Diana Di Prima Essay

1477 WordsNov 12, 20126 Pages
Najla Alameldin Professor Wheat English 106 03-21-2011 A Cultural Criticism on Diane DiPrima’s “The Practice of Magical Evocation” As a young girl growing up in an Italian American family, DiPrima began to witness expectations that she did not like about her culture. At eight years old she experienced her first expectation as a female in her family but this was not an expectation she felt positively on. In an interview given by David Hadbawnik, DiPrima says that one day her mother was very sick and couldn’t get out of bed; she called for DiPrima and said to her, “You let that man wash a dish.” DiPrima says, that at that moment she thought her mother was crazy and that the only thing on her mind was “What do you mean, I let him was a…show more content…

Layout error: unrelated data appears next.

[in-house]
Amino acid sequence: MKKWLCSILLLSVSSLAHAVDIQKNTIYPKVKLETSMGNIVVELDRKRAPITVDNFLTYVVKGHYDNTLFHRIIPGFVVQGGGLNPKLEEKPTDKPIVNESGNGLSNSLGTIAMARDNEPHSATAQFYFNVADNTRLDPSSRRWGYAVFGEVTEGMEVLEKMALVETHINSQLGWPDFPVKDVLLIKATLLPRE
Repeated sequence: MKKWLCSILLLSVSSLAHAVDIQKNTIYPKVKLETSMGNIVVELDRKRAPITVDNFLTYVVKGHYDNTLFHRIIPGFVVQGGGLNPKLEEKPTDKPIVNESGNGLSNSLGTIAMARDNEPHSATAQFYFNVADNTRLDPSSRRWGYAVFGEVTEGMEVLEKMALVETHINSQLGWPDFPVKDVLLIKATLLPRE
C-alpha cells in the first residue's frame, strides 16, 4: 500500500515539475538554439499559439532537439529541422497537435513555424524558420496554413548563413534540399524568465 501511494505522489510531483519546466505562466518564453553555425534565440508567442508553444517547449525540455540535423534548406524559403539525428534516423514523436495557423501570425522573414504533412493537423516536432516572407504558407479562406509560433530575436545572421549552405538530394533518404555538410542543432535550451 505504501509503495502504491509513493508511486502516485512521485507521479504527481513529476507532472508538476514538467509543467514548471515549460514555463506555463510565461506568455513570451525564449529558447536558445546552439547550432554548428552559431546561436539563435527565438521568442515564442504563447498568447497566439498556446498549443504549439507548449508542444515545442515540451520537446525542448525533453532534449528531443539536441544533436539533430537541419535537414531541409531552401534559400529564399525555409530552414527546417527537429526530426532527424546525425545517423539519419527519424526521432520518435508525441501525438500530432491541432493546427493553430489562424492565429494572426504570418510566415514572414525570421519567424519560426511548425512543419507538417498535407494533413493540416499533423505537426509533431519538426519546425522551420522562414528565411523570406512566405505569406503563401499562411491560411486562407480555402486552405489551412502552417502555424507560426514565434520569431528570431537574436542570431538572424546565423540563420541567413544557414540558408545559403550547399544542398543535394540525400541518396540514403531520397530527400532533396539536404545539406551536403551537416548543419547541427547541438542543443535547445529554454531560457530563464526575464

She is frank, even blatant, about sex that in her own girlhood were kept private to the point of secrecy (Kirschenbaum 61). That she was a young, Italian American woman, in 1969, having sex at all and outside of marriage, and writing about it is what remains so remarkable even today (Quinn 178). In her poem, she chooses to put a quote by Gary Snyder before her own actual text. The quotes states, “The female is fertile, and discipline (contra naturam) only confuses her” (361). The choosing of this quote declines her parental and cultures’ standards and foreshadows the sexual expression in her poem. For DiPrima, sexual liberation is freedom from the old world of Italian American ethics, and into the new world of permission to do, say and be who she wants to be, and then to write about it (Quinn 179). Aside from flouting her family’s and culture’s conventions, DiPrima’s greatest transgression may be that she dares to write about herself in the first place. As Mary Jo Bona reminds us: “the fact that the Italian American woman…has chosen writing to express the self illustrates her ability to break away from traditional emphasis on family, one that implicitly enforces silence upon its members to insure that its family secrets are kept.” This code of silence, a common theme in Italian American literature, is explicitly feminized in DiPrima’s literature, DiPrima talks about herself as possessing an actual body, with body parts, and bodily

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